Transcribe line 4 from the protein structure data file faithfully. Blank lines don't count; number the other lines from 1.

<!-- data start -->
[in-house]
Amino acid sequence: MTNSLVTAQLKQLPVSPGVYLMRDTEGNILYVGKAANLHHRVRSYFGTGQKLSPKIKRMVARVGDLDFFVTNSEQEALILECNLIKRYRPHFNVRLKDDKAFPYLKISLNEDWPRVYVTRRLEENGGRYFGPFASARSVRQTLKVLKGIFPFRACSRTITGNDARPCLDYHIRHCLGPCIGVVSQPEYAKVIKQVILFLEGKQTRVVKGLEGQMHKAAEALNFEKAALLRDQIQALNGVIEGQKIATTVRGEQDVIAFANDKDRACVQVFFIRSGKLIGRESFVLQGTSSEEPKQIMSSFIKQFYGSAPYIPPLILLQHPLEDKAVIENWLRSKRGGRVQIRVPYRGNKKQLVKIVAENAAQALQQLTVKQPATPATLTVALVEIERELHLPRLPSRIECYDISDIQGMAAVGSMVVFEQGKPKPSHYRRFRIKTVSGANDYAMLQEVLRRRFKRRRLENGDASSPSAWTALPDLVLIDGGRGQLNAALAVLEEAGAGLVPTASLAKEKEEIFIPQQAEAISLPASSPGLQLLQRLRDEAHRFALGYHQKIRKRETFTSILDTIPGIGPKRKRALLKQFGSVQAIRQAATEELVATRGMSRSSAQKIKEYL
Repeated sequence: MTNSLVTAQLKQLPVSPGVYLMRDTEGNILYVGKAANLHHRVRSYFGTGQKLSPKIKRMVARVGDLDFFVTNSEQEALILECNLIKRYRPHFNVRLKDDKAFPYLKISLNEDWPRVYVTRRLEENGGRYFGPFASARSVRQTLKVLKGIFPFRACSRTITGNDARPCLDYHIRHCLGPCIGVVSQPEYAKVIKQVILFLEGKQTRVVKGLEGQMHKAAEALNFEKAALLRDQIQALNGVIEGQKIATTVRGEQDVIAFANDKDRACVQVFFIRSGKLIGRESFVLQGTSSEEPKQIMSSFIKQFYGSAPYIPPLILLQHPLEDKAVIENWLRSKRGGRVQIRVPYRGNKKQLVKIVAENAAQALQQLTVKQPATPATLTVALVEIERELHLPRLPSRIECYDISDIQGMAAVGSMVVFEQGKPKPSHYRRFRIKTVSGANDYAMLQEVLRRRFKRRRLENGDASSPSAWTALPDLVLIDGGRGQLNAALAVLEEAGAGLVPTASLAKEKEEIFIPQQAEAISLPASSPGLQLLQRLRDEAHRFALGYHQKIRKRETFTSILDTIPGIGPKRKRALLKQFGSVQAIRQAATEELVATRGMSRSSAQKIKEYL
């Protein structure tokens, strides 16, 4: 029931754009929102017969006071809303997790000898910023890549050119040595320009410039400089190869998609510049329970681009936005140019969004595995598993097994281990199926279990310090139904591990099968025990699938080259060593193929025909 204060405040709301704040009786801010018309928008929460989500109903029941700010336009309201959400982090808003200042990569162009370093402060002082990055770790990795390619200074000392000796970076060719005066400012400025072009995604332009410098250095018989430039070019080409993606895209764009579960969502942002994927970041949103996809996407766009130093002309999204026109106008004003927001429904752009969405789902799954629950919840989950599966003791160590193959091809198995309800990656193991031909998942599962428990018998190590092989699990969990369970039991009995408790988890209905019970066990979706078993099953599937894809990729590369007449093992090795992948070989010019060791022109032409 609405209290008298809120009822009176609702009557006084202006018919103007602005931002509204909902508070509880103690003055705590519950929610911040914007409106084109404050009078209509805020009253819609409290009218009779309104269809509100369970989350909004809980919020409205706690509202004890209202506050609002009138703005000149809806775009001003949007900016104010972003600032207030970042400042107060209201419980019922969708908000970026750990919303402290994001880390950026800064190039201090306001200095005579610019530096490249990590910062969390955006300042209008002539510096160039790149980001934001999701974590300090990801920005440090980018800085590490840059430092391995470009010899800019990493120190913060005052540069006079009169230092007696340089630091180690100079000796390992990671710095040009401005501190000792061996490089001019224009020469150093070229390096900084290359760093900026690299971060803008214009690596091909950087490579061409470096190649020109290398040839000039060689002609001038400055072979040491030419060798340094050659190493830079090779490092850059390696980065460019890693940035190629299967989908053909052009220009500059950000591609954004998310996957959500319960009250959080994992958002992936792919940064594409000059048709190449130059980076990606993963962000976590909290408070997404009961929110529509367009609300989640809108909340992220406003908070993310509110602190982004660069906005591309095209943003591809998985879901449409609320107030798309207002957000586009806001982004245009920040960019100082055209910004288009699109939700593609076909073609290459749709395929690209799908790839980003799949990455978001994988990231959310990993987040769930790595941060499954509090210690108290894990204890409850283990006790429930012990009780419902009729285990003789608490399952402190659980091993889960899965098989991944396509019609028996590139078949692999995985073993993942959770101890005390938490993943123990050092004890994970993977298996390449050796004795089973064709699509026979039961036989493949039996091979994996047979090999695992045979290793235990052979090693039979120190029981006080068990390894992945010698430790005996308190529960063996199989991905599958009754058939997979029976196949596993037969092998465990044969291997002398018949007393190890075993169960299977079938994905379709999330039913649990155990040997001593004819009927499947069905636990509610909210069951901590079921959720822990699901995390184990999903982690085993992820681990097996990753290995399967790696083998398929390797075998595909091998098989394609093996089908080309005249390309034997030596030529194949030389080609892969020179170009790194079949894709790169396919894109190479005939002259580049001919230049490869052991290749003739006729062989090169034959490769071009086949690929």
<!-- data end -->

């Protein structure tokens, strides 16, 4: 029931754009929102017969006071809303997790000898910023890549050119040595320009410039400089190869998609510049329970681009936005140019969004595995598993097994281990199926279990310090139904591990099968025990699938080259060593193929025909 204060405040709301704040009786801010018309928008929460989500109903029941700010336009309201959400982090808003200042990569162009370093402060002082990055770790990795390619200074000392000796970076060719005066400012400025072009995604332009410098250095018989430039070019080409993606895209764009579960969502942002994927970041949103996809996407766009130093002309999204026109106008004003927001429904752009969405789902799954629950919840989950599966003791160590193959091809198995309800990656193991031909998942599962428990018998190590092989699990969990369970039991009995408790988890209905019970066990979706078993099953599937894809990729590369007449093992090795992948070989010019060791022109032409 609405209290008298809120009822009176609702009557006084202006018919103007602005931002509204909902508070509880103690003055705590519950929610911040914007409106084109404050009078209509805020009253819609409290009218009779309104269809509100369970989350909004809980919020409205706690509202004890209202506050609002009138703005000149809806775009001003949007900016104010972003600032207030970042400042107060209201419980019922969708908000970026750990919303402290994001880390950026800064190039201090306001200095005579610019530096490249990590910062969390955006300042209008002539510096160039790149980001934001999701974590300090990801920005440090980018800085590490840059430092391995470009010899800019990493120190913060005052540069006079009169230092007696340089630091180690100079000796390992990671710095040009401005501190000792061996490089001019224009020469150093070229390096900084290359760093900026690299971060803008214009690596091909950087490579061409470096190649020109290398040839000039060689002609001038400055072979040491030419060798340094050659190493830079090779490092850059390696980065460019890693940035190629299967989908053909052009220009500059950000591609954004998310996957959500319960009250959080994992958002992936792919940064594409000059048709190449130059980076990606993963962000976590909290408070997404009961929110529509367009609300989640809108909340992220406003908070993310509110602190982004660069906005591309095209943003591809998985879901449409609320107030798309207002957000586009806001982004245009920040960019100082055209910004288009699109939700593609076909073609290459749709395929690209799908790839980003799949990455978001994988990231959310990993987040769930790595941060499954509090210690108290894990204890409850283990006790429930012990009780419902009729285990003789608490399952402190659980091993889960899965098989991944396509019609028996590139078949692999995985073993993942959770101890005390938490993943123990050092004890994970993977298996390449050796004795089973064709699509026979039961036989493949039996091979994996047979090999695992045979290793235990052979090693039979120190029981006080068990390894992945010698430790005996308190529960063996199989991905599958009754058939997979029976196949596993037969092998465990044969291997002398018949007393190890075993169960299977079938994905379709999330039913649990155990040997001593004819009927499947069905636990509610909210069951901590079921959720822990699901995390184990999903982690085993992820681990097996990753290995399967790696083998398929390797075998595909091998098989394609093996089908080309005249390309034997030596030529194949030389080609892969020179170009790194079949894709790169396919894109190479005939002259580049001919230049490869052991290749003739006729062989090169034959490769071009086949690929």